Monday 26th September 2016,
Balltribe

Jared Dudley Apologizes for Calling Melo NBA’s Most Overrated Player

Jared Dudley Carmelo Anthony OverratedJared Dudley wants Carmelo Anthony to know that he’s sorry.

The Milwaukee Bucks swingman sent some waves throughout NBA circles on Wendesday when he called Melo the league’s most overrated player during an interview with ESPN Radio’s Colin Cowherd.

Here’s what he said on Melo then, per ESPN New York’s Ian Begley:

“The reason I say Carmelo is because Carmelo is viewed as a top-five player, he’s viewed in the NBA as a top-five. Carmelo, he has the talent to be able to facilitate. The triangle should fit him to where he’s got to make guys better, and defensively he’s got to take it to the next level up.”

Later Wednesday night, Dudley went on ESPN New York 98.7 FM’s Hahn & Humpty Show to send an apology Anthony’s way.

From Begley:

“I shouldn’t have said that that was my fault for saying that because it’s not the truth,” Dudley told hosts Alan Hahn and Rick DiPietro. “… I apologize for saying that about Carmelo.

“You get kind of frustrated at times seeing because of him having to make his other guys better and defensively certain things, but for me to say he’s the most overrated that was wrong for me to say. He’s arguably a top 3 or 4 scorer, between him (Kevin Durant) and (Russell Westbrook). But if you see, that’s not enough in this league. If your a No. 1 guy and you’re a max guy, this is a superstar league, you have to be able to do certain things.”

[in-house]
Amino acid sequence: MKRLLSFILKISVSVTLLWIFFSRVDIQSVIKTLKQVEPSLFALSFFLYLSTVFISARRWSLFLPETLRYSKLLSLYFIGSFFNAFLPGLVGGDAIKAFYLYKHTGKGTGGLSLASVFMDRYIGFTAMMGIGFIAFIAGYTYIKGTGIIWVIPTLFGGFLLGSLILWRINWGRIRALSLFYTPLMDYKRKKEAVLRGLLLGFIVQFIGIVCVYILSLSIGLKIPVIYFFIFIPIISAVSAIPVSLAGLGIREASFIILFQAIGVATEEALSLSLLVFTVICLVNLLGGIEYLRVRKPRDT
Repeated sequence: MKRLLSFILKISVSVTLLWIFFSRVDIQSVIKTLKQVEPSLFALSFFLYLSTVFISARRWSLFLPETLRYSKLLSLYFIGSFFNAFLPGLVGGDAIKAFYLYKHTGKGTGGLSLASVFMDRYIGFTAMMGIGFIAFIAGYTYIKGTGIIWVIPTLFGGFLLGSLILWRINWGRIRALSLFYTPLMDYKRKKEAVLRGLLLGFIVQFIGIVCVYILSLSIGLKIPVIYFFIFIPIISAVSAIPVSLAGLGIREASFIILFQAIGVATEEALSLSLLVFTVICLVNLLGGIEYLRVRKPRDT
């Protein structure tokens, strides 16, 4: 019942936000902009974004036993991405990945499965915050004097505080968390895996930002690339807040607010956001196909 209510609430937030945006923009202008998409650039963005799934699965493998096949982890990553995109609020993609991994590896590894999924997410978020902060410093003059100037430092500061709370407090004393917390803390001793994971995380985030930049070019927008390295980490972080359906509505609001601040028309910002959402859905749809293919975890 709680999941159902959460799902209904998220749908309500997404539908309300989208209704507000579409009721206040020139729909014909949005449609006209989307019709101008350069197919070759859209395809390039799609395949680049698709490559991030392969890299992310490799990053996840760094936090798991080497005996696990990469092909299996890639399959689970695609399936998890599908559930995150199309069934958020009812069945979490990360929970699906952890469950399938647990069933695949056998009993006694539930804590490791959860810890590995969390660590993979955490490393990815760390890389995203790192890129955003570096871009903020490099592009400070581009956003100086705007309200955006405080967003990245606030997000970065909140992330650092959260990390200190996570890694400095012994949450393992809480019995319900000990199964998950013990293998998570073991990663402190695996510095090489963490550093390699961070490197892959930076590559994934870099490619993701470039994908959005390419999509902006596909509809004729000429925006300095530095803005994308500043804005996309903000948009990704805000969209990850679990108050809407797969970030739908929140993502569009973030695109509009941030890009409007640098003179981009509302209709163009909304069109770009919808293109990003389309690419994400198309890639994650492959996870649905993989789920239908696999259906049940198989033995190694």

Apology in mind, it’s not like Dudley is alone in his thoughts. Tons of people think Melo is overrated.

Having listened to Dudley’s interview, he just seems to think that Melo needs to do more, because he’s so often considered a top-five talent. And that’s part of the problem.

Pundits and fans—and apparently players—are constantly comparing Melo to someone he’s not. He’s not LeBron James or Kevin Durant, and he’s never advertised himself as such. And the only time he really entered the top-five conversation was in 2013-14, when he had a career year and almost single-handedly lifted the downtrodden New York Knicks to a playoff berth.

All told, as Melo approaches 31, he is who he is and that’s not going to change much. He’s a flawed superstar with an unparalleled offensive arsenal who, when healthy, is certainly in the top-10 conversation.

Those expecting him to be anything more, those comparing him to LeBron and KD and CP3 and Stephen Curry, are just wasting their time.

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